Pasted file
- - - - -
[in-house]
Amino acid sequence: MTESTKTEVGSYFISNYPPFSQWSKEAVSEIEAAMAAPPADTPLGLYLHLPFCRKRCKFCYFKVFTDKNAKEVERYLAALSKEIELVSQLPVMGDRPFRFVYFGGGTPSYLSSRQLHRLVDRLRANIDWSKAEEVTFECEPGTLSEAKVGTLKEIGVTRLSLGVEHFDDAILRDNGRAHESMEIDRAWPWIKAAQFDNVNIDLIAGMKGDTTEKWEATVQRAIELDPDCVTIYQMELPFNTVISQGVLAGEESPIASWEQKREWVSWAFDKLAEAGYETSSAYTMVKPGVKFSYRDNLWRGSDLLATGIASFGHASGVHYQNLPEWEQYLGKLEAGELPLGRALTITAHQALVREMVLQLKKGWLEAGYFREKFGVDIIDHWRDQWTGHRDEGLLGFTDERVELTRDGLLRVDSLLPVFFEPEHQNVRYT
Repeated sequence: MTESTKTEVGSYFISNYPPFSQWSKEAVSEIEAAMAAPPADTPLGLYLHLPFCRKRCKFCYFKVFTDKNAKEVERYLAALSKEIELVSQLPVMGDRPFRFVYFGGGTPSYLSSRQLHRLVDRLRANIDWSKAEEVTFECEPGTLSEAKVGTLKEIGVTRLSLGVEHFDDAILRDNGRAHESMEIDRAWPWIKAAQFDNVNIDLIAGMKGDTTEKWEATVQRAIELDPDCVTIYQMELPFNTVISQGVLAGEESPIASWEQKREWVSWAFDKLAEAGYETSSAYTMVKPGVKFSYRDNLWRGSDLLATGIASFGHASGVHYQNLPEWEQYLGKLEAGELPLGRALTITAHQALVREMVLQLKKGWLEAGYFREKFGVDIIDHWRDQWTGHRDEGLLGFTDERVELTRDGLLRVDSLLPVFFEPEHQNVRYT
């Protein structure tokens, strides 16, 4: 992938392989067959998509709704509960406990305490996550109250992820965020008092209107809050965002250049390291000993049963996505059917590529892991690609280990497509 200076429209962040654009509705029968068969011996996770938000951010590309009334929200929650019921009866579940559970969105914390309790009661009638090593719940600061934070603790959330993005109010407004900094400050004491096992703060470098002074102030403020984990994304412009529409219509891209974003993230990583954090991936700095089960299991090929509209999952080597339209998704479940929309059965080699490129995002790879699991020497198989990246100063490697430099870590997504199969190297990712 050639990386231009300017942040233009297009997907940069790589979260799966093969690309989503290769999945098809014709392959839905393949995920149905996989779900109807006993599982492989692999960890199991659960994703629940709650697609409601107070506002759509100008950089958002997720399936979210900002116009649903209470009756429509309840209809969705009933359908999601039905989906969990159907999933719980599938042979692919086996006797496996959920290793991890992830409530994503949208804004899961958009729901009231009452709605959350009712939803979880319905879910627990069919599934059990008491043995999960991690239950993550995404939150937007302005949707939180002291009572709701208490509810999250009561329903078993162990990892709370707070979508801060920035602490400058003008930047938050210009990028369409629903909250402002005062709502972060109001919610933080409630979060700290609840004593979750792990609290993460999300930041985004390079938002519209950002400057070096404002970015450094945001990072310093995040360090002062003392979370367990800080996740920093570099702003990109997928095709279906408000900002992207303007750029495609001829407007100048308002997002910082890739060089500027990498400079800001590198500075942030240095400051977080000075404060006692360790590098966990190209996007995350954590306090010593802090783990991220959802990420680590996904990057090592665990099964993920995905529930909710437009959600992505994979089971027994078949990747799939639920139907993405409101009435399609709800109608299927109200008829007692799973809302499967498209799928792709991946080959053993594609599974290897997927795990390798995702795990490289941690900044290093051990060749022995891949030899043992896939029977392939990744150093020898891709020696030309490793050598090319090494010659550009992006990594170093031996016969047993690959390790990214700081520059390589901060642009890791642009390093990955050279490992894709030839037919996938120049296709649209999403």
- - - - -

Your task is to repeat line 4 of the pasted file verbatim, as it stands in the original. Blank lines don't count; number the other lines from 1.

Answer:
């Protein structure tokens, strides 16, 4: 992938392989067959998509709704509960406990305490996550109250992820965020008092209107809050965002250049390291000993049963996505059917590529892991690609280990497509 200076429209962040654009509705029968068969011996996770938000951010590309009334929200929650019921009866579940559970969105914390309790009661009638090593719940600061934070603790959330993005109010407004900094400050004491096992703060470098002074102030403020984990994304412009529409219509891209974003993230990583954090991936700095089960299991090929509209999952080597339209998704479940929309059965080699490129995002790879699991020497198989990246100063490697430099870590997504199969190297990712 050639990386231009300017942040233009297009997907940069790589979260799966093969690309989503290769999945098809014709392959839905393949995920149905996989779900109807006993599982492989692999960890199991659960994703629940709650697609409601107070506002759509100008950089958002997720399936979210900002116009649903209470009756429509309840209809969705009933359908999601039905989906969990159907999933719980599938042979692919086996006797496996959920290793991890992830409530994503949208804004899961958009729901009231009452709605959350009712939803979880319905879910627990069919599934059990008491043995999960991690239950993550995404939150937007302005949707939180002291009572709701208490509810999250009561329903078993162990990892709370707070979508801060920035602490400058003008930047938050210009990028369409629903909250402002005062709502972060109001919610933080409630979060700290609840004593979750792990609290993460999300930041985004390079938002519209950002400057070096404002970015450094945001990072310093995040360090002062003392979370367990800080996740920093570099702003990109997928095709279906408000900002992207303007750029495609001829407007100048308002997002910082890739060089500027990498400079800001590198500075942030240095400051977080000075404060006692360790590098966990190209996007995350954590306090010593802090783990991220959802990420680590996904990057090592665990099964993920995905529930909710437009959600992505994979089971027994078949990747799939639920139907993405409101009435399609709800109608299927109200008829007692799973809302499967498209799928792709991946080959053993594609599974290897997927795990390798995702795990490289941690900044290093051990060749022995891949030899043992896939029977392939990744150093020898891709020696030309490793050598090319090494010659550009992006990594170093031996016969047993690959390790990214700081520059390589901060642009890791642009390093990955050279490992894709030839037919996938120049296709649209999403």